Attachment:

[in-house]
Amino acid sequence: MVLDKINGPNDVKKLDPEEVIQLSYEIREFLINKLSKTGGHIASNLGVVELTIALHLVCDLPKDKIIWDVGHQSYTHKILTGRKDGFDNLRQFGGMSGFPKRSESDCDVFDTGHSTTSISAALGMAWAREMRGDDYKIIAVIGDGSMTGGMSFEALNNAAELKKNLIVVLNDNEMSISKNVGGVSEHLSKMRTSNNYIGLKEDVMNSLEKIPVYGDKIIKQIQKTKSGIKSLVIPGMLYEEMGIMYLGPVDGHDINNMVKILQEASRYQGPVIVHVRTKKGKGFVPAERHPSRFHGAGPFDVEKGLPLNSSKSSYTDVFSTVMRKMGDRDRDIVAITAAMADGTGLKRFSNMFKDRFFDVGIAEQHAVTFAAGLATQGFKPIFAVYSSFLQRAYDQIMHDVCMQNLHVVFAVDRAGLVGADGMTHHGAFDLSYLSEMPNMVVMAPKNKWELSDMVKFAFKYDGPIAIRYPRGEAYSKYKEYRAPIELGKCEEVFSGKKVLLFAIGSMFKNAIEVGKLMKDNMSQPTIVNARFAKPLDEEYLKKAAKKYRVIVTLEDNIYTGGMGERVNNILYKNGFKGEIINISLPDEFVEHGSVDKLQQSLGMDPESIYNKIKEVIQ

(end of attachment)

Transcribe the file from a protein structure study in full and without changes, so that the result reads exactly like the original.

[in-house]
Amino acid sequence: MVLDKINGPNDVKKLDPEEVIQLSYEIREFLINKLSKTGGHIASNLGVVELTIALHLVCDLPKDKIIWDVGHQSYTHKILTGRKDGFDNLRQFGGMSGFPKRSESDCDVFDTGHSTTSISAALGMAWAREMRGDDYKIIAVIGDGSMTGGMSFEALNNAAELKKNLIVVLNDNEMSISKNVGGVSEHLSKMRTSNNYIGLKEDVMNSLEKIPVYGDKIIKQIQKTKSGIKSLVIPGMLYEEMGIMYLGPVDGHDINNMVKILQEASRYQGPVIVHVRTKKGKGFVPAERHPSRFHGAGPFDVEKGLPLNSSKSSYTDVFSTVMRKMGDRDRDIVAITAAMADGTGLKRFSNMFKDRFFDVGIAEQHAVTFAAGLATQGFKPIFAVYSSFLQRAYDQIMHDVCMQNLHVVFAVDRAGLVGADGMTHHGAFDLSYLSEMPNMVVMAPKNKWELSDMVKFAFKYDGPIAIRYPRGEAYSKYKEYRAPIELGKCEEVFSGKKVLLFAIGSMFKNAIEVGKLMKDNMSQPTIVNARFAKPLDEEYLKKAAKKYRVIVTLEDNIYTGGMGERVNNILYKNGFKGEIINISLPDEFVEHGSVDKLQQSLGMDPESIYNKIKEVIQ